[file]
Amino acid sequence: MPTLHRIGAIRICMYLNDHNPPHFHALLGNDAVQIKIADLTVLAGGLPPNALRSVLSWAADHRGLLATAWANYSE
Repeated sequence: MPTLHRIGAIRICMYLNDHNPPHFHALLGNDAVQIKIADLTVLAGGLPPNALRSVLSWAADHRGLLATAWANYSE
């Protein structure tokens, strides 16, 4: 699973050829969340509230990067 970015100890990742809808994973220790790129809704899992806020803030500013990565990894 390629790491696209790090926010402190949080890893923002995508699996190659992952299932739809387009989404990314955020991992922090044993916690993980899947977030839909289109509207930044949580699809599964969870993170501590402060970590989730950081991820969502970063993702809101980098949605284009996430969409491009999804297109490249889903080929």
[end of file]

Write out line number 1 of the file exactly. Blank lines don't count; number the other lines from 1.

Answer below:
Amino acid sequence: MPTLHRIGAIRICMYLNDHNPPHFHALLGNDAVQIKIADLTVLAGGLPPNALRSVLSWAADHRGLLATAWANYSE